Movement 1: Andante con moto
Movement 2: Lento espressivo
Movement 3: Presto scherzando
Neither the Second nor the Third Sonata bears a dedication, but the Short Sonata is inscribed ‘To my Wife and Son’, somewhat poignantly in view of the composer’s later estrangement from his only child, Philip. It was published first by Swan & Company in 1922 and reissued by Weinberger (as were Nos 5 and 6) in 1996.
The spaciously unhurried first movement is predominantly chordal and suggestive of a barcarolle. Reminiscent initially of Delius or Warlock, it adopts a simple ternary form, fluctuating between the tonic and relative major keys and then migrating more widely in the central passage. The recapitulation presents the major key material in D flat major before a concise, subdued ending restores the minor mode. There follows a gentle idyll in A flat major (enharmonically transformed from the dominant key of the preceding movement). Two balancing episodes feature a bell-like upper melody heard above a shimmer of chordal alternation between the hands and a drone bass. As in much of Bowen’s music, the effect is far subtler and more fastidious aurally than it appears in print. The finale is a scurrying jig, unassuming in its cheerful metrical regularity but intermittently challenging to play with the requisite fleetness. The movement is a close generic cousin to A Romp, the finale to Bowen’s Second Suite for piano and for many years (prior to the current wider revival) his best-known inspiration.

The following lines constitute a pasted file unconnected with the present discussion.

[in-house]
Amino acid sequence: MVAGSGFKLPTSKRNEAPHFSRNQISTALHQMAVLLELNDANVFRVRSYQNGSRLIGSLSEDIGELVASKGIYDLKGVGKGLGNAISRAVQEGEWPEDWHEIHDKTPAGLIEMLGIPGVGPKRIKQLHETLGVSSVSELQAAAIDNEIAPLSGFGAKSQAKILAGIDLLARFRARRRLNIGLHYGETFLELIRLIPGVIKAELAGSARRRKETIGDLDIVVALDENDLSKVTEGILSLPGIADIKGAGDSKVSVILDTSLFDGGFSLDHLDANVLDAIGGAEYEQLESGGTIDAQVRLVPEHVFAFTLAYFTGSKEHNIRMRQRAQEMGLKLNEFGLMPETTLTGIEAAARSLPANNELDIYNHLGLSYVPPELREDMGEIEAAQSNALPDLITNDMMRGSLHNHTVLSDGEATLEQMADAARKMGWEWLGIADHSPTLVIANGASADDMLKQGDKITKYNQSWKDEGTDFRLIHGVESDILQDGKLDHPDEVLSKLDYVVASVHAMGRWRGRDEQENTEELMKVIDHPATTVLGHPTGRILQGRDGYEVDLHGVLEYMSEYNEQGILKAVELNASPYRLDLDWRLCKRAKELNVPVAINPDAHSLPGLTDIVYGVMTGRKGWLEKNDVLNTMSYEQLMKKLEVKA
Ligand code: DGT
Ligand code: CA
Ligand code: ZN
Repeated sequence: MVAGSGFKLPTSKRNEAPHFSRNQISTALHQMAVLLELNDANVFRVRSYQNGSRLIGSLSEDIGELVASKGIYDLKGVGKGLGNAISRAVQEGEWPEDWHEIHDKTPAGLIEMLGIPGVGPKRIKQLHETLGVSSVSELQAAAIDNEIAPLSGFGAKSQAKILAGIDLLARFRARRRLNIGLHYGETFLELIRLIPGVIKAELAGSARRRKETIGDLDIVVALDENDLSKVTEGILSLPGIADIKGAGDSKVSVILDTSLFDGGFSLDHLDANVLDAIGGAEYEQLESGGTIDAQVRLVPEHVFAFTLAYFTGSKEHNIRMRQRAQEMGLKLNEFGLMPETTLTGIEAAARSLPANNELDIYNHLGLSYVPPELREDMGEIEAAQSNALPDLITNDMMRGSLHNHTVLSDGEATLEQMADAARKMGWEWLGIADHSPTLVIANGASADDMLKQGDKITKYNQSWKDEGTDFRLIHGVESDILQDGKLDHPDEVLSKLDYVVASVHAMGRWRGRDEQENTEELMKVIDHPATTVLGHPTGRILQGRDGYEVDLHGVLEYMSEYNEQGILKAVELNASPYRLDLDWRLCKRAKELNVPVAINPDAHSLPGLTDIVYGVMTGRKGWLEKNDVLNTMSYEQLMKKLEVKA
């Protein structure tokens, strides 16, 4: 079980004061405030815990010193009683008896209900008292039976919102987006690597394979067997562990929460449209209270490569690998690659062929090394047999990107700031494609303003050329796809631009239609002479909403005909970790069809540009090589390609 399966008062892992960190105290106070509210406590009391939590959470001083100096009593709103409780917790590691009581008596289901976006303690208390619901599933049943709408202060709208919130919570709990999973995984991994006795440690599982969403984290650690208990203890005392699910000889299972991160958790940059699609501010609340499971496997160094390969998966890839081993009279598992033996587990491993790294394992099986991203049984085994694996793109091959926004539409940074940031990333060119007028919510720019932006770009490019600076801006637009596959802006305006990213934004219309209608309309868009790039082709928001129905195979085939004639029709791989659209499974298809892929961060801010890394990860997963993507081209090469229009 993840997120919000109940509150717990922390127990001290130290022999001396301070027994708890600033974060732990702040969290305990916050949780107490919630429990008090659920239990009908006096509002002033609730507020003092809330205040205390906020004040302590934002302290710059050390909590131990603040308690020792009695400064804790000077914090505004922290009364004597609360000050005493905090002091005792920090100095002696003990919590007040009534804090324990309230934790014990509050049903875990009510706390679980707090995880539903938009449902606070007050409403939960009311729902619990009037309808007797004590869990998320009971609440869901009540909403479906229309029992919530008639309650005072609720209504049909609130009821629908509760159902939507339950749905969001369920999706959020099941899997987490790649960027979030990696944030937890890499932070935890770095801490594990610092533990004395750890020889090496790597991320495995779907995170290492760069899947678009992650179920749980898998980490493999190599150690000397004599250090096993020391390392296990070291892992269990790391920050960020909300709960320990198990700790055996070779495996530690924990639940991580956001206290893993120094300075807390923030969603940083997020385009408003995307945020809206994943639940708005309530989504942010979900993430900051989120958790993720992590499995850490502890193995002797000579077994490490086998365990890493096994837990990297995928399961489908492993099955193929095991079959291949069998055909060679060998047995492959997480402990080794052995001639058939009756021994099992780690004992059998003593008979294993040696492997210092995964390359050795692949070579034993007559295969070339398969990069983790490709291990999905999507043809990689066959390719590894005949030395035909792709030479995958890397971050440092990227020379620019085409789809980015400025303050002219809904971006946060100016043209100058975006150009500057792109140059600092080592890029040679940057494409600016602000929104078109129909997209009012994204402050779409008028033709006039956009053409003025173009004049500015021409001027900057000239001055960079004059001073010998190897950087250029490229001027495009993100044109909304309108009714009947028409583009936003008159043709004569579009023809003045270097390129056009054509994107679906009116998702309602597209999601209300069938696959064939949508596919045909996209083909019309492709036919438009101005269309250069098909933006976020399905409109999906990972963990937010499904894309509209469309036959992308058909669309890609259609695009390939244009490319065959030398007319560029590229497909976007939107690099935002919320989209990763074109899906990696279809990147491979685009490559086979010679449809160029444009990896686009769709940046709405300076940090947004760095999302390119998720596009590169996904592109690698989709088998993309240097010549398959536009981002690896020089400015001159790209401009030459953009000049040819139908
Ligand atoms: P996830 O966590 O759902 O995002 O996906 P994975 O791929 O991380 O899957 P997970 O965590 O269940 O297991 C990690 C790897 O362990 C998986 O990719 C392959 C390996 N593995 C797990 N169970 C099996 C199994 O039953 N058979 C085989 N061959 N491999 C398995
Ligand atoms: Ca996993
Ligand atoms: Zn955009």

from notes by Francis Pott © 2009